After you have established what the gap is, then think about the steps to follow when giving your feedback. Whenever a manager or supervisor encounters an action-results gap they can feel annoyed or even angry, but controlling your emotion is vital. Planning your approach will help to reduce any anxieties that either of you may have and help to keep counterproductive emotions in check.

A simple 3 step plan would look like this:

  • Step One: “I would like to get your perspective on how you can increase your success when doing X.”
  • Step Two: “I would like to share my observations on how you might increase your success when doing X.”
  • Step Three: “I would like to conclude with agreeing the next steps.”

(You may want to switch step one and step two based on your view of how large the action-result gap is. If the gap is large, start with step two.)

5. Decide When To Do It
The timing of when you give your feedback will depend on the action-results gap. As a general principle, give your feedback promptly and in person.

However, if the gap is big, you may need to give yourself more planning time to consider your approach and decide when during the working day the employee will be in the best frame of mind to receive this feedback.

Do give the feedback in person if you can - or by phone/Skype if geography or time zone differences make face to face contact difficult. Never do it by email!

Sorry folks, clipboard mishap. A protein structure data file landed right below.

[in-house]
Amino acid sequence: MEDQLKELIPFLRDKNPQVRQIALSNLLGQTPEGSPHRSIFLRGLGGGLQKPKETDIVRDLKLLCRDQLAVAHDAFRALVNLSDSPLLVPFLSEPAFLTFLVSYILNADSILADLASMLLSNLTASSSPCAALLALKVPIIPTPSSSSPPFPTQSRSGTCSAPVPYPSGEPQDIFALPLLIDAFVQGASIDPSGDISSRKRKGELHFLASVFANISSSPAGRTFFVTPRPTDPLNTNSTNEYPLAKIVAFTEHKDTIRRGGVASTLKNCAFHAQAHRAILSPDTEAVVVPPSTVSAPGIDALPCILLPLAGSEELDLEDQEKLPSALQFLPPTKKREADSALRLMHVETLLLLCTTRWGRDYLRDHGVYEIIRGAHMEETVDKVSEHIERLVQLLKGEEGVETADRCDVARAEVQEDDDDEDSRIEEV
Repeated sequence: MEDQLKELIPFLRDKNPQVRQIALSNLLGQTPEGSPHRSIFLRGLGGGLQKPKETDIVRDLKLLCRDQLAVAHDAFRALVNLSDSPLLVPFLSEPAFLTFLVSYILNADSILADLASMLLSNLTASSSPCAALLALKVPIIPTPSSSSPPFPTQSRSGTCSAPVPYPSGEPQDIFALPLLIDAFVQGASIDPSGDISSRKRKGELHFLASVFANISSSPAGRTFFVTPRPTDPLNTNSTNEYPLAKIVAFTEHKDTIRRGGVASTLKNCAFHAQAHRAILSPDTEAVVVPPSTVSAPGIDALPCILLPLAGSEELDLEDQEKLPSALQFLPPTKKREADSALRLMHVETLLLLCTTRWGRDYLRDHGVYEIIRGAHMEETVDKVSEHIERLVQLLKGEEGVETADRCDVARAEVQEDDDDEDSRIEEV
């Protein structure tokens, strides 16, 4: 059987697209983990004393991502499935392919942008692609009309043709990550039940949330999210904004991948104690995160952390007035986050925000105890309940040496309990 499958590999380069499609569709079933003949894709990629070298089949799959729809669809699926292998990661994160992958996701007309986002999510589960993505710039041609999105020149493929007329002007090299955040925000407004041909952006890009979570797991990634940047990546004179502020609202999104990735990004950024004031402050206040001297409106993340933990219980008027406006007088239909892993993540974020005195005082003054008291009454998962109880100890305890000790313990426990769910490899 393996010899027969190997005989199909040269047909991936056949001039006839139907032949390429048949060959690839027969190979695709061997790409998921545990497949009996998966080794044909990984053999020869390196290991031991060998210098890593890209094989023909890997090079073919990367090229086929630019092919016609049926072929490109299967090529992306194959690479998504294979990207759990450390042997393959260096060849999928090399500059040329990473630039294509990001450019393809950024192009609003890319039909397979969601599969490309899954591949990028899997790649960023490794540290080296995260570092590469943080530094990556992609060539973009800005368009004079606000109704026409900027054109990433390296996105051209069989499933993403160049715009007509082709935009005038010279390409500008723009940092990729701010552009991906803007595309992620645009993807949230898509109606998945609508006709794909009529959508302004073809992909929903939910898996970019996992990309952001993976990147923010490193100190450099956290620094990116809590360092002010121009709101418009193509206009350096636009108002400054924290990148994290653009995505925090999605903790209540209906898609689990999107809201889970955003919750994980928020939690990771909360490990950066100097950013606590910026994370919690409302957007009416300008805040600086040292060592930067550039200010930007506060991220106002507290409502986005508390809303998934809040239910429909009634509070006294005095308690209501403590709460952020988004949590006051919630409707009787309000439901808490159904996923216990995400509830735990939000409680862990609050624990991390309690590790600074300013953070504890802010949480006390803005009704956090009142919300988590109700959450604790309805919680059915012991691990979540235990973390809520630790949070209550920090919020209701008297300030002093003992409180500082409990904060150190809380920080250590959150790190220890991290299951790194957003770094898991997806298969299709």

6. Balance Telling & Asking
When giving feedback you need to balance two different approaches: 1) telling your team member about a gap you have observed between their action and results, and 2) asking them questions that help them to clarify the action-result gap and identify for themselves how best to close it.

When you tell you are providing direction, creating focus and developing clarity.

When you ask you build ownership and commitment, because people commit to what they help to create.

The ability to formulate and ask good questions can be harder than simply being directive (telling). It takes longer.

There are some basic feedback questions you can ask which are quite simple. For example: What obstacles do you need to overcome to achieve greater success with this result? What is the best way to overcome these obstacles? How will you know you succeeded? There are many variations on these basic feedback questions so you can tailor them to the specifics of a feedback situation.

Successful managers and supervisors combine telling and asking to optimise the effectiveness of their feedback. In this way they focus on closing the right gaps and on gaining their employees commitment to close the gap.

7. Feedforward
Feedforward is making a recommendation about what your employee should do next time. It lets your team member know what it is you would like them to do or not do to achieve an important result. Feedforward works best when you also explain how the advice you are giving will improve their performance.

Constructive feedback, when given correctly, is one of the most important and powerful tools in a manager’s/supervisor’s toolbox of leadership skills.

If you want to provide management or supervisory training for your people on giving feedback then contact us today.